"How an Organization Can be Sustainable to Employees"  (26:44 minutes)
Cory Young, associate professor, Strategic Communication
Interviewer: Xiaoyu "Sherry" Dong

"Climate Science: What Do We Know and Why Does it Matter?"  (38:41 minutes)
Susan Allen-Gil, professor, Environmental Studies and Sciences

"Trash Talk" (15:11 minutes)
Mark Darling, sustainability programs coordinator, Facilities

"The Big Talk"  Sustainability Panel Discussion (December 2012)  (1:47:19 minutes)
Moderator: Mark Darling, sustainability programs coordinator, Facilities
Panelists:   Jason Hamilton, associate professor, Environmental Studies and Sciences
                 Tom Pfaff, associate professor, mathematics
                 Cory Young, associate professor, Strategic Communication

Why smart growth?

Smart Growth Principles

Mix Land Uses
Take Advantage of Compact Building Design
Create a Range of Housing Opportunities and Choices
Create Walkable Neighborhoods
Foster Distinctive, Attractive Communities with a Strong Sense of Place
Preserve Open Space, Farmland, Natural Beauty and Critical Environmental Areas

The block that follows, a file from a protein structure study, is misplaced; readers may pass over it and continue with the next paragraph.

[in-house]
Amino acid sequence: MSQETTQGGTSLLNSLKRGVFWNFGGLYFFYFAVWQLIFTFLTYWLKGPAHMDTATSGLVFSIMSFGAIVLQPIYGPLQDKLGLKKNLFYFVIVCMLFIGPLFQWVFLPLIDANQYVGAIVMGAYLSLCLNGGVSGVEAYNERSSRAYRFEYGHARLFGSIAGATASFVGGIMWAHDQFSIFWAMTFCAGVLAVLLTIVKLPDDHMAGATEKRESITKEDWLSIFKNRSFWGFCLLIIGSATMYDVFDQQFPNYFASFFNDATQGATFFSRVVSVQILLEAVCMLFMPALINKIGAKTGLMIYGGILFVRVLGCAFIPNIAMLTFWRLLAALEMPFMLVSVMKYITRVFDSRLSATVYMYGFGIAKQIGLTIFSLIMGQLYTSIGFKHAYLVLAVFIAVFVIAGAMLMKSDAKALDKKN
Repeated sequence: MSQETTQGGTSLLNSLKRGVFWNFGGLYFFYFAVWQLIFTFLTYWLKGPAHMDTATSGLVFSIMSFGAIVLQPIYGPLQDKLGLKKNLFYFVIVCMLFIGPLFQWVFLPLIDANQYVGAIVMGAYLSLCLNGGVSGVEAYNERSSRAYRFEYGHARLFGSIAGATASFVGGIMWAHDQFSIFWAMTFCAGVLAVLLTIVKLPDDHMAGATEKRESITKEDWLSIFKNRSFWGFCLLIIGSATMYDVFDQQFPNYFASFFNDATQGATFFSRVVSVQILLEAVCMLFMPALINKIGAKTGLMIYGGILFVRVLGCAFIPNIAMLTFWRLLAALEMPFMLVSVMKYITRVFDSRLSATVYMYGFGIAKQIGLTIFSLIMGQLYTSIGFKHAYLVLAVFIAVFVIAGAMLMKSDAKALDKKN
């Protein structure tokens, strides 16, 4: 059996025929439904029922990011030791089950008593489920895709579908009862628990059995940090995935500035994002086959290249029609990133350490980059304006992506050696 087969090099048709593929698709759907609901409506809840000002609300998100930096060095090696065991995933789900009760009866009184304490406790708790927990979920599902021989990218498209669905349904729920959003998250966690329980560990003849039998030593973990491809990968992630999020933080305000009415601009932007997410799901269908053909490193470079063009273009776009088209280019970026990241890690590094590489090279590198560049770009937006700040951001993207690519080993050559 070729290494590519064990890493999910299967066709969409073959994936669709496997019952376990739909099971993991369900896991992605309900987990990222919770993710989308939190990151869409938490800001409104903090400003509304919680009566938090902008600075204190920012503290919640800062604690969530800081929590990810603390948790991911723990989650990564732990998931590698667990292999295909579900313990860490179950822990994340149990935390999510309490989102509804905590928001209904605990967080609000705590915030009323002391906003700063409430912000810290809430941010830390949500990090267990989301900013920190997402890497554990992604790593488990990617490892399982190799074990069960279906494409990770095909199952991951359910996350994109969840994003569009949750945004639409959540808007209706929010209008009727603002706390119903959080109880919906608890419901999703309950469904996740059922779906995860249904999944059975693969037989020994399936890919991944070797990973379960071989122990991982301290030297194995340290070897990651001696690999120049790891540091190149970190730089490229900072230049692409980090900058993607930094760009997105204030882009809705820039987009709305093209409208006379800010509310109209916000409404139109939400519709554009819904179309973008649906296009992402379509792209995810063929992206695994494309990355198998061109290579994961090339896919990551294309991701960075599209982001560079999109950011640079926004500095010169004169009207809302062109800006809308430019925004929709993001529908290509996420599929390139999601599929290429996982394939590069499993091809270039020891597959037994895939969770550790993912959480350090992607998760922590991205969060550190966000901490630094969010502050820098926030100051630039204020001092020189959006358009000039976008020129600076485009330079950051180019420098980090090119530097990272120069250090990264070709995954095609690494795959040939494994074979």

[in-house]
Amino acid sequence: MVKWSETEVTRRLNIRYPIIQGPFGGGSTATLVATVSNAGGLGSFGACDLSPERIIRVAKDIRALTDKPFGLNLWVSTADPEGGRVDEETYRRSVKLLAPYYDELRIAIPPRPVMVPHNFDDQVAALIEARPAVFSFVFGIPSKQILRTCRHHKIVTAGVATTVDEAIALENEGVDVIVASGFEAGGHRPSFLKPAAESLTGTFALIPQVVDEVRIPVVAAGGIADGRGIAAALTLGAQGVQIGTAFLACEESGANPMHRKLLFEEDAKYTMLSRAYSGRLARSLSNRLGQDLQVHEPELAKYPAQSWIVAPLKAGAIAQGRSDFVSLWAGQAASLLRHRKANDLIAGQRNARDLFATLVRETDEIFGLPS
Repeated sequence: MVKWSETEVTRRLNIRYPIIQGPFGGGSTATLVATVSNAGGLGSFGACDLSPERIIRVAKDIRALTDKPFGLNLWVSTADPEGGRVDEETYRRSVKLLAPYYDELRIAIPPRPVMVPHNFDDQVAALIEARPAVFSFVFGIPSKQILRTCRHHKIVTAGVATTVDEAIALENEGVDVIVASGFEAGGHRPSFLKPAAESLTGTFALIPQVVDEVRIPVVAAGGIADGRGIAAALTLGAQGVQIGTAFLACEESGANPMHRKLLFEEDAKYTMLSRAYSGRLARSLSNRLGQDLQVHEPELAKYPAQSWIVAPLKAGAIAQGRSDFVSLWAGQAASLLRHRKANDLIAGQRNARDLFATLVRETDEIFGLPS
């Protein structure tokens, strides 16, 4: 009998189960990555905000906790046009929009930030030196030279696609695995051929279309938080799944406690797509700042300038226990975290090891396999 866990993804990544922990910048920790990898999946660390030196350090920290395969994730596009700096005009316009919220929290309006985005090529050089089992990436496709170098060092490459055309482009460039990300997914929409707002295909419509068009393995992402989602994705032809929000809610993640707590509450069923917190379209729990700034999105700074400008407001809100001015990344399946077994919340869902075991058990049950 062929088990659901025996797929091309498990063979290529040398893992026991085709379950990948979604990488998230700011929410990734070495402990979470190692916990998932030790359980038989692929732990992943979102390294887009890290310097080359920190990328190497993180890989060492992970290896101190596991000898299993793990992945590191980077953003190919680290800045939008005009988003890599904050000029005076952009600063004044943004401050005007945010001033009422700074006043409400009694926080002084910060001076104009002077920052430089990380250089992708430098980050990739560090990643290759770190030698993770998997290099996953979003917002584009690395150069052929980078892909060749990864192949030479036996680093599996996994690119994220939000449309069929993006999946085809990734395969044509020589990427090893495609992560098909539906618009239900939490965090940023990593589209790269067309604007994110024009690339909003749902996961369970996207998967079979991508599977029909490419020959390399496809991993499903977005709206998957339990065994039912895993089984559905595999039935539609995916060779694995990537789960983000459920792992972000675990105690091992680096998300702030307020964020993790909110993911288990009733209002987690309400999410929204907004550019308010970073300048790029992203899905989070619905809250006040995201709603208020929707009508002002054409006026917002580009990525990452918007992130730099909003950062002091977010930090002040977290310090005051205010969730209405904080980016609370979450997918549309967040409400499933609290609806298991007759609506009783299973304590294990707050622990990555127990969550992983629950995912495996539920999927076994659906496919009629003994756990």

Strengthen and Direct Development Towards Existing Communities
Provide a Variety of Transportation Choices
Make Development Decisions Predictable, Fair and Cost Effective
Encourage Community and Stakeholder Collaboration in Development Decisions

Health, schools, taxes, traffic, the environment, economic growth, fairness, opportunity—many of the things we care about—are all affected by development decisions. From the length of our daily commute to the price of a new home to the safety of our neighborhoods-what, where, and how we build have major impacts on our personal lives, our com munities, and our nation.

Growth presents a tremendous opportunity for progress. Communities around the country are looking for ways to get the most out of new development and to maximize their investments. Frustrated by development that requires residents to drive long distances between jobs and homes, many communities are challenging rules that make it impossible to put workplaces, homes, and services closer together. Many communities are questioning the fiscal wisdom of neglecting existing infrastructure while expanding new sewers, roads, and services into the fringe. And in many communities where development has improved daily life, the economy, and the environment, smart growth principles have been key to that success.

Growth is "smart" when it gives us great communities, with more choices and personal freedom, good return on public investment, greater opportunity across the community, a thriving natural environment, and a legacy we can be proud to leave our children and grandchildren.